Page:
in Wisconsin History
Ojibwe chiefs protest broken treaties to officials in Washington in 1864.
Ojibwe treaty statement, 1864.
This document, sometimes cited as the "Statement made by the Indians, a bilingual petition of the Chippewas of Lake Superior, 1864," was carried by an Ojibwe delegation to the U.S. Commission of Indian Affairs in Washington. It conveys the Ojibwe's grievances concerning federal government actions over the previous decades, and explains their understanding of the various treaty negotiations conducted since 1825. It deals specifically with land cessions and tribal rights to timber, minerals, and wild rice. Its history and background were discussed in an article by Harry Miller in the summer 2001 Wisconsin Magazine of History entitled, "These I Do Not Sell" (linked on the Turning Points site). The original bilingual manuscript is shown here with Ojibwe on the left and English on the right. Click on a handwritten passage to see it in more detail, and use the "Page & Text" button to view a typed transcript of the English text.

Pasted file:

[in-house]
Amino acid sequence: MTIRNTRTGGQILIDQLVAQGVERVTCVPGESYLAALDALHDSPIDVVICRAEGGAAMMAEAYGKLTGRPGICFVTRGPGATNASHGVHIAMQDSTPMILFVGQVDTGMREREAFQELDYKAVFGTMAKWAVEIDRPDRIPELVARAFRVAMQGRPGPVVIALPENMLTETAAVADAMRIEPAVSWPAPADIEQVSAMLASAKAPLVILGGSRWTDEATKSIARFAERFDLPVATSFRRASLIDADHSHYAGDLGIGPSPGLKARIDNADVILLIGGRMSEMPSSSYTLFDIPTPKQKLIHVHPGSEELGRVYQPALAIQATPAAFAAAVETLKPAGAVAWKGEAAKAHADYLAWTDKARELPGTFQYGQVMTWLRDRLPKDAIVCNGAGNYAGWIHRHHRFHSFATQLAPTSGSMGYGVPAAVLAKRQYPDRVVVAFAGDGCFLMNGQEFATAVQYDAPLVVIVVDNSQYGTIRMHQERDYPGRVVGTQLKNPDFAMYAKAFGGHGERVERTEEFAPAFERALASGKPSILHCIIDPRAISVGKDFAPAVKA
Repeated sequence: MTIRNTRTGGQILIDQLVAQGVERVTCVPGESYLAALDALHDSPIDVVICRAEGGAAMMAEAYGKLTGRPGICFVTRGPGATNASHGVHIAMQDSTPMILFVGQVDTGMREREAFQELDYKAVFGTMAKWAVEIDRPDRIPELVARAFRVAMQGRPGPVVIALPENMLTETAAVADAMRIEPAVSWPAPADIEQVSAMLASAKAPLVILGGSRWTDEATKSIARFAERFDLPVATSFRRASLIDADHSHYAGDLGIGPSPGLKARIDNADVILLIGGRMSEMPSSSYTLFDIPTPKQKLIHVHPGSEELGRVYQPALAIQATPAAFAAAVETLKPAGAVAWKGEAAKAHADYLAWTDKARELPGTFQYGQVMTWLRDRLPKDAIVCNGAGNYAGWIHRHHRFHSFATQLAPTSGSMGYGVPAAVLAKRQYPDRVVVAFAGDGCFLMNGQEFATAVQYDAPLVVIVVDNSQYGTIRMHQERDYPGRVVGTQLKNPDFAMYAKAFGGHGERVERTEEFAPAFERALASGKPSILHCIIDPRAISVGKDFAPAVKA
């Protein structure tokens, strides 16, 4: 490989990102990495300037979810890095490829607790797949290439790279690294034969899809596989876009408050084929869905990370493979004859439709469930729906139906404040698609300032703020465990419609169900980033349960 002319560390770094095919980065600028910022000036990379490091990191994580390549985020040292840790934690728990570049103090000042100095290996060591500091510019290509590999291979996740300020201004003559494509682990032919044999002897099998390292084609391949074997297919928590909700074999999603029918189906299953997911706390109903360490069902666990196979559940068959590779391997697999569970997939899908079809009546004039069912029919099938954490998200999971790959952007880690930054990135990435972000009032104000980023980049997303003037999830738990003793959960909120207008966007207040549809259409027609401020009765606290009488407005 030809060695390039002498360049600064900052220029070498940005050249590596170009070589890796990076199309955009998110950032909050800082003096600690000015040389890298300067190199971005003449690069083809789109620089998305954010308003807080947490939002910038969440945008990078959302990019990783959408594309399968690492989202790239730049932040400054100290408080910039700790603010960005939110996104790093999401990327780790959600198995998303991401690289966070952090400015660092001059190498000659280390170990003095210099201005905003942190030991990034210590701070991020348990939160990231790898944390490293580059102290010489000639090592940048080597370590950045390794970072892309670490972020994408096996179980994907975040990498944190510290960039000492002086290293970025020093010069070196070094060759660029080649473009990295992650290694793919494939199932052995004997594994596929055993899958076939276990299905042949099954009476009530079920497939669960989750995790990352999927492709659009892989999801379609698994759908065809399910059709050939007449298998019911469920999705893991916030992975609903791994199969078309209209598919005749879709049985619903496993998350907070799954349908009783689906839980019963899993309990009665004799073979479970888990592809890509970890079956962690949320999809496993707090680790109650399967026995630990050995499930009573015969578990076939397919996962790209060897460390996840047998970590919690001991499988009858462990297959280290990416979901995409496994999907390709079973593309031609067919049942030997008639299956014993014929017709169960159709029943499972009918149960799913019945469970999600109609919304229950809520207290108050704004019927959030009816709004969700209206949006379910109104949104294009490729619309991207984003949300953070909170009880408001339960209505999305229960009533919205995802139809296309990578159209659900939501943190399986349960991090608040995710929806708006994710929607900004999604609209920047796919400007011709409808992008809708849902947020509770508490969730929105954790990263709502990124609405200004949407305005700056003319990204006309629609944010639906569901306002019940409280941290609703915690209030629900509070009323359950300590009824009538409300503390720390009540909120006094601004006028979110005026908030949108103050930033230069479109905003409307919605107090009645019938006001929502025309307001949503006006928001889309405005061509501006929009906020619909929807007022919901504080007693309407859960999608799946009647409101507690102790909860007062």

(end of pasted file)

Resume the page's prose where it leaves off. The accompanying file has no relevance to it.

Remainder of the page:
Territory to Statehood|
Treaty Councils, from Prairie du Chien to Madeline Island
|Pub Data:||Original manuscript in the Wisconsin Historical Society Archives (SC-O 40)|
|Citation:||"Ojibwe treaty statement and related papers, 1864, 1881-1882." Original manuscript in the Wisconsin Historical Society Archives (SC-O 40). Online facsimile at: http://www.wisconsinhistory.org/turningpoints/search.asp?id=40; Visited on: 2/11/2016|